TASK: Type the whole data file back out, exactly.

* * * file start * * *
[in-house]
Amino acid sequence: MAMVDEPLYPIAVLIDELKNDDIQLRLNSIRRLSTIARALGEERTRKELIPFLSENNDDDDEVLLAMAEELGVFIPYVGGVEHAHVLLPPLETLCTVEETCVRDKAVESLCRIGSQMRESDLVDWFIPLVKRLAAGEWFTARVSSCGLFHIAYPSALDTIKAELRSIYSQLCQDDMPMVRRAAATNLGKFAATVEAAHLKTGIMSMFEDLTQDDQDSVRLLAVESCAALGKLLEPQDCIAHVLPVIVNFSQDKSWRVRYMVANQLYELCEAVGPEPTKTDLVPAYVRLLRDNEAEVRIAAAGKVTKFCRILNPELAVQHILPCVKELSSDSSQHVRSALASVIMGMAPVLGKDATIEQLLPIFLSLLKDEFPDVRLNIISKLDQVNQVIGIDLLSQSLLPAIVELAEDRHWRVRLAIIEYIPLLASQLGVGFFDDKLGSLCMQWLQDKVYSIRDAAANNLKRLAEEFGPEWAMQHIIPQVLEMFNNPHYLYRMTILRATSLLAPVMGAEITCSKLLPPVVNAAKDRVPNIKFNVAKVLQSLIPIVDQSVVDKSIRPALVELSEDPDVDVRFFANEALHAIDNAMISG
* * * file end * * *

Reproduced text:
[in-house]
Amino acid sequence: MAMVDEPLYPIAVLIDELKNDDIQLRLNSIRRLSTIARALGEERTRKELIPFLSENNDDDDEVLLAMAEELGVFIPYVGGVEHAHVLLPPLETLCTVEETCVRDKAVESLCRIGSQMRESDLVDWFIPLVKRLAAGEWFTARVSSCGLFHIAYPSALDTIKAELRSIYSQLCQDDMPMVRRAAATNLGKFAATVEAAHLKTGIMSMFEDLTQDDQDSVRLLAVESCAALGKLLEPQDCIAHVLPVIVNFSQDKSWRVRYMVANQLYELCEAVGPEPTKTDLVPAYVRLLRDNEAEVRIAAAGKVTKFCRILNPELAVQHILPCVKELSSDSSQHVRSALASVIMGMAPVLGKDATIEQLLPIFLSLLKDEFPDVRLNIISKLDQVNQVIGIDLLSQSLLPAIVELAEDRHWRVRLAIIEYIPLLASQLGVGFFDDKLGSLCMQWLQDKVYSIRDAAANNLKRLAEEFGPEWAMQHIIPQVLEMFNNPHYLYRMTILRATSLLAPVMGAEITCSKLLPPVVNAAKDRVPNIKFNVAKVLQSLIPIVDQSVVDKSIRPALVELSEDPDVDVRFFANEALHAIDNAMISG